Join Date: May 2012
Location: North Vancouver, BC
Thanked 29 Times in 27 Posts
Rep Power: 5
re: Went to the boat for a sail..and its Flooded!!!
Good work !
Another argument for Bill Schock's " shallow bilge - strong hull" design philosophy. Bill recognized that cutting a hole in the hull diaphragm and creating a deep sump and then attaching a keel to the sump was flawed:
1) this is an inherently weak structural design with the biggest loads (keel) having plenty of opportunity for weak joints. The hull diaphragm is weakened by a big hole where it should be strongest.
2) big sump means needing to make the keel wider to fit a pump in there - wide keel = slow
3) big sump hides lots of water and lots of potential issues. Newport discovered a potentially catastrophic situation precisely because his S30 doesn't have a huge sump where water collects out-of sight out of mind. Newport found the root cause of the leak a d repaired it immediately because the shallow bilge hides zero water. Imagine if instead, Newport had a boat with a sump that held 15 gallons of water deeply hidden under the sole....he would not have know he had a serious leak until he would be outside !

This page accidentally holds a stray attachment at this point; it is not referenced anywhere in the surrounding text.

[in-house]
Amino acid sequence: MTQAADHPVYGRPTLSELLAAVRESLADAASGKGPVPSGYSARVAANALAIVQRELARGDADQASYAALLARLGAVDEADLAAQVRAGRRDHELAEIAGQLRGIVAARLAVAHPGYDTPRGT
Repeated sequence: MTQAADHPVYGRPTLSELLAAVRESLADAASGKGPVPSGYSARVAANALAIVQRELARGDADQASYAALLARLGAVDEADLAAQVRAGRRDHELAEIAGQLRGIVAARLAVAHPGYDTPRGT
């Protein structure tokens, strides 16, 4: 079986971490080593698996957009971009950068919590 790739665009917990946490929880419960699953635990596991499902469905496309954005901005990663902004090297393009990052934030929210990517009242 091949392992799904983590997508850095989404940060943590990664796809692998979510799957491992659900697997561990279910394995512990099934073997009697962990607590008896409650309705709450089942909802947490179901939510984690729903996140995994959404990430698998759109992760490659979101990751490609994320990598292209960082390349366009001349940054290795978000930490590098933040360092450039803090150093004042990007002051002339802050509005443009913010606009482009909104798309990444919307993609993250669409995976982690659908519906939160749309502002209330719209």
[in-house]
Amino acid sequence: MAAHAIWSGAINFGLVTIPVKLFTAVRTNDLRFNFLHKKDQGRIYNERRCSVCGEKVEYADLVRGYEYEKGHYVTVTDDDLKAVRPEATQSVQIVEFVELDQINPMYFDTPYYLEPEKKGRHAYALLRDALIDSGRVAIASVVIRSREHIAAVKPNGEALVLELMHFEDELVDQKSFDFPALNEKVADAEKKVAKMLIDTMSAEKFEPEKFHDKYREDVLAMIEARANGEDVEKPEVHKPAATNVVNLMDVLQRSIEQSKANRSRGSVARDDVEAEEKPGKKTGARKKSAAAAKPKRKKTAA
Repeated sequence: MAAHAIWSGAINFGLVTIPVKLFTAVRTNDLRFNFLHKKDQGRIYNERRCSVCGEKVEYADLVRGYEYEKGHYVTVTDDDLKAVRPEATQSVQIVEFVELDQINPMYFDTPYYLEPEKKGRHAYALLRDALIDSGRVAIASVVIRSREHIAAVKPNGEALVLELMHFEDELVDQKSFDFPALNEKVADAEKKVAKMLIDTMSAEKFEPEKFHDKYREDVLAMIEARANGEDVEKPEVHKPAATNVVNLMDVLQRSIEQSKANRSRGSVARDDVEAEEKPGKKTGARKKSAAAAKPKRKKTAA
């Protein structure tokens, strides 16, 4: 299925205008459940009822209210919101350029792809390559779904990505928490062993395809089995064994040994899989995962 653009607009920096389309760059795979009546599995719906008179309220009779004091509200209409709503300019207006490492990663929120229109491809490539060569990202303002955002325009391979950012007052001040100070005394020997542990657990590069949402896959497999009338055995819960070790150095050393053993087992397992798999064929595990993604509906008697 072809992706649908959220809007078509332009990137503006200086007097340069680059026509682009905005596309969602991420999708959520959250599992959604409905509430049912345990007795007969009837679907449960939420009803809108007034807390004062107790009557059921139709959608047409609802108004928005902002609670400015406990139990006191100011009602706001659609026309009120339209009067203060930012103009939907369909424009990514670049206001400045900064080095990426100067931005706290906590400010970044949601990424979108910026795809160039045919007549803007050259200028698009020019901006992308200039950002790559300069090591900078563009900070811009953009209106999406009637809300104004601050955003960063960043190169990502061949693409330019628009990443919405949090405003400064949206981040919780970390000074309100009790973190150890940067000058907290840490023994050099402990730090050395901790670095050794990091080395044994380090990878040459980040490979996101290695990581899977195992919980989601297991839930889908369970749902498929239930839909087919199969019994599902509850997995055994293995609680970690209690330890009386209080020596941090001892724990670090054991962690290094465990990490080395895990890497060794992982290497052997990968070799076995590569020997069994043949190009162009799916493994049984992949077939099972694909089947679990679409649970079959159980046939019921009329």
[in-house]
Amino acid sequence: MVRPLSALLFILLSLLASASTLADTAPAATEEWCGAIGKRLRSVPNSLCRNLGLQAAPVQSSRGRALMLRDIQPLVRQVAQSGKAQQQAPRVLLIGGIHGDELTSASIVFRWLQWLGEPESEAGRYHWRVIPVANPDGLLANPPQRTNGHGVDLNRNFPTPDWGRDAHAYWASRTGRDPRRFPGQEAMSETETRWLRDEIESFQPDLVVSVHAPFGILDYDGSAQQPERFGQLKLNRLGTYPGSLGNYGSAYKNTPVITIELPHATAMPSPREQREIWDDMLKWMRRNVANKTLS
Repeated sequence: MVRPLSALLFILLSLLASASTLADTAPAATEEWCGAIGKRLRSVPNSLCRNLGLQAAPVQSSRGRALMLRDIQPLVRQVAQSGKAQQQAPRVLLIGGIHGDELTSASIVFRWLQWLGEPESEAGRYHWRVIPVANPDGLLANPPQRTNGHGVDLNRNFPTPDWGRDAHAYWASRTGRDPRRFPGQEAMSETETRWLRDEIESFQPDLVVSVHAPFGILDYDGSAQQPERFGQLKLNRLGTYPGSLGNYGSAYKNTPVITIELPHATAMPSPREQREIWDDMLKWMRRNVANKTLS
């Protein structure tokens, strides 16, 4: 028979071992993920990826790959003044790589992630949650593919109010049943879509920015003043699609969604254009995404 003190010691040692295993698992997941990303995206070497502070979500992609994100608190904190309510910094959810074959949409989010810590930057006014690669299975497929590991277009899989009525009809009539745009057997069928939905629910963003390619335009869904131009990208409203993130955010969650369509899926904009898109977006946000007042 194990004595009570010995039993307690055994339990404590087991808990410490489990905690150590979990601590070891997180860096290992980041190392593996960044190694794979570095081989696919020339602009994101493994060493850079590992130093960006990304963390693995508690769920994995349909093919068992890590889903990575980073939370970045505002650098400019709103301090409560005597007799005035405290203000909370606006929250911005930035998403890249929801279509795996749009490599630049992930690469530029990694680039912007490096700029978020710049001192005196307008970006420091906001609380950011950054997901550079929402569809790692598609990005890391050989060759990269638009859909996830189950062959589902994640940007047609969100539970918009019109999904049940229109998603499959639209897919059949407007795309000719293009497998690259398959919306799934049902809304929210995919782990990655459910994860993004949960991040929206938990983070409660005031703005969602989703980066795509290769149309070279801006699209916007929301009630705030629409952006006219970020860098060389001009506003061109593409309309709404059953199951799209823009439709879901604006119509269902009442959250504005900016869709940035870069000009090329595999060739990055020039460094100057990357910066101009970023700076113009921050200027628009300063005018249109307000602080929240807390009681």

LOL! Seriously dude! Do you see every post as an opportunity to make some kind of sales pitch for your company? Do you honestly believe that any yacht designer would chose to make a fat keel just so he could have more room for a pump in the bilge? I am sure the shallow bilge is more a result of the cabin sole being structural liner, and the desire to maximize headroom within the designed hull, more than a concern for not "hiding water"!
By the way, Bill Schock did not design the Santana 30, Shad Turner did.
I agree with you that the Santana 30 is a solid, well built boat but trying to put some kind of positive spin on every aspect of the boat, or slip your advertising videos into any thread you can just makes you come across as some kind of used car salesman!
1979 Santana 30 Tall Rig